Black History Month: Women Baseball Players of the Negro League

Three Women played with the men in the Negro League.  They were:

TONI STONE, and accomplished athlete from Minneapolis, who was contracted to play second base in 1953 and took over for Hank Aaron when Aaron left the Indianapolis Clowns for the majors.

MAMIE “PEANUTS” JOHNSON, a right-hander pitcher from Washington D.C., was the second female signed.   she was a pitcher for the Clowns. 

CONNIE MORGAN, from Philadelphia, became the third woman to be signed to a Negro Leagues contracts when Toni Stone was traded in 1954 to the Kansas City Monarchs.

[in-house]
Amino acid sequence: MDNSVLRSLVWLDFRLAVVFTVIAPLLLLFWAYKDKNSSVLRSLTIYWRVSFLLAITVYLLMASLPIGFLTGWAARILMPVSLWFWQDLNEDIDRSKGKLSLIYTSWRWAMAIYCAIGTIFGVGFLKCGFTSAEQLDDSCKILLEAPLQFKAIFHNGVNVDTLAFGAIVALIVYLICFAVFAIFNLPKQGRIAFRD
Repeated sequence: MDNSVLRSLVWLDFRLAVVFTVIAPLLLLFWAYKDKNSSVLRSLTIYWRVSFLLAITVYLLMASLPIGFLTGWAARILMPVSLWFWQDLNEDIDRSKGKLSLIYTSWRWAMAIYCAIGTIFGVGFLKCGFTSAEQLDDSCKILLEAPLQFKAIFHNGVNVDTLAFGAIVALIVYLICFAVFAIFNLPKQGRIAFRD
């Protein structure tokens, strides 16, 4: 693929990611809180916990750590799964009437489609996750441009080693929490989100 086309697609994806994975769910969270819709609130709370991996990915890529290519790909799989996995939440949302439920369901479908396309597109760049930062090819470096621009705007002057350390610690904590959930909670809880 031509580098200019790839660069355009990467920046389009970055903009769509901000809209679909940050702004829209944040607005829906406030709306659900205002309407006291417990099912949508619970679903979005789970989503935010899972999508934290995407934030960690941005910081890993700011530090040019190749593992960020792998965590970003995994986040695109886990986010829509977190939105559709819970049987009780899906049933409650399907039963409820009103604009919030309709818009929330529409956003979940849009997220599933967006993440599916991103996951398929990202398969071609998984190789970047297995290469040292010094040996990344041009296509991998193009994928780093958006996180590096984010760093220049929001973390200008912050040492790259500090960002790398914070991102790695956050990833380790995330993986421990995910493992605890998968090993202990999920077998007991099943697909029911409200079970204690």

Toni-Stone_courtesy-of-the-NBHF Cooperstown-NY_350px.jpg

Tony Stone.jpg
Toni Stone
. (January 21, 1921  – November 2, 1996) was born in West Virginia and spent her childhood in St Paul, Minnesota

Her married name was Marceni Lyle Stone Alberga.   Alberga, a man 40 years her senior, like her parents was not in favor of Stone playing professional baseball.   “He would have stopped me if he could,” Stone later said.  “But he couldn’t.”   

Stone was quite proud of the fact that the male players were out to get her. She would show off the scars on her left wrist and remember the time she had been spiked by a runner trying to take out the woman standing on second base. ‘He was out,’ she recalled. 




When Pollack, the owner of The Clowns asked her to play in a skirt,  she refused!  She also would not consent to play in shorts and made it clear that she would dress in the same uniforms as her male teammates did.